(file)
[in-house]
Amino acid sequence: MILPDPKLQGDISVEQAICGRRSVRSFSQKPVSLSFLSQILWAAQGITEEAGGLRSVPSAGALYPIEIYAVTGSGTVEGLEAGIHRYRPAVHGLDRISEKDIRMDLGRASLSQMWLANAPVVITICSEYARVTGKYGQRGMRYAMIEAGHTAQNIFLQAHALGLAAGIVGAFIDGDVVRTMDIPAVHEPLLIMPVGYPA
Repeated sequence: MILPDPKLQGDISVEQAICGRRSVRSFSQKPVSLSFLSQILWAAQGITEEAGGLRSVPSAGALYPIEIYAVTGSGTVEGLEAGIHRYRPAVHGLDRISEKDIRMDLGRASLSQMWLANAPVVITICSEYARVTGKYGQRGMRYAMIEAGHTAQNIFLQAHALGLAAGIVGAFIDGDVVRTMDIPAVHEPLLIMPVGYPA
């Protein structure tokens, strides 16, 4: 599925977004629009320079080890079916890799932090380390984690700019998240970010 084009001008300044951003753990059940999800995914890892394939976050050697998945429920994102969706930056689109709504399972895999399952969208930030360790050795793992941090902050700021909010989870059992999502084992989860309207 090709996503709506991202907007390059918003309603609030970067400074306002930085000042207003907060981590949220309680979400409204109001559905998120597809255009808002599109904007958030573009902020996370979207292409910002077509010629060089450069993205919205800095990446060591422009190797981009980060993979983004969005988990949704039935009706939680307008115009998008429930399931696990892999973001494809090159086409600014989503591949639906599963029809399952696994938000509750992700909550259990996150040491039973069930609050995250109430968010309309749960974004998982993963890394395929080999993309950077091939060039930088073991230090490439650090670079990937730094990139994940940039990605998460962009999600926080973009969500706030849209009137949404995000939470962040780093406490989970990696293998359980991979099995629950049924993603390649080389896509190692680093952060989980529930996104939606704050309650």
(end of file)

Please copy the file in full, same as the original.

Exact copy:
[in-house]
Amino acid sequence: MILPDPKLQGDISVEQAICGRRSVRSFSQKPVSLSFLSQILWAAQGITEEAGGLRSVPSAGALYPIEIYAVTGSGTVEGLEAGIHRYRPAVHGLDRISEKDIRMDLGRASLSQMWLANAPVVITICSEYARVTGKYGQRGMRYAMIEAGHTAQNIFLQAHALGLAAGIVGAFIDGDVVRTMDIPAVHEPLLIMPVGYPA
Repeated sequence: MILPDPKLQGDISVEQAICGRRSVRSFSQKPVSLSFLSQILWAAQGITEEAGGLRSVPSAGALYPIEIYAVTGSGTVEGLEAGIHRYRPAVHGLDRISEKDIRMDLGRASLSQMWLANAPVVITICSEYARVTGKYGQRGMRYAMIEAGHTAQNIFLQAHALGLAAGIVGAFIDGDVVRTMDIPAVHEPLLIMPVGYPA
């Protein structure tokens, strides 16, 4: 599925977004629009320079080890079916890799932090380390984690700019998240970010 084009001008300044951003753990059940999800995914890892394939976050050697998945429920994102969706930056689109709504399972895999399952969208930030360790050795793992941090902050700021909010989870059992999502084992989860309207 090709996503709506991202907007390059918003309603609030970067400074306002930085000042207003907060981590949220309680979400409204109001559905998120597809255009808002599109904007958030573009902020996370979207292409910002077509010629060089450069993205919205800095990446060591422009190797981009980060993979983004969005988990949704039935009706939680307008115009998008429930399931696990892999973001494809090159086409600014989503591949639906599963029809399952696994938000509750992700909550259990996150040491039973069930609050995250109430968010309309749960974004998982993963890394395929080999993309950077091939060039930088073991230090490439650090670079990937730094990139994940940039990605998460962009999600926080973009969500706030849209009137949404995000939470962040780093406490989970990696293998359980991979099995629950049924993603390649080389896509190692680093952060989980529930996104939606704050309650």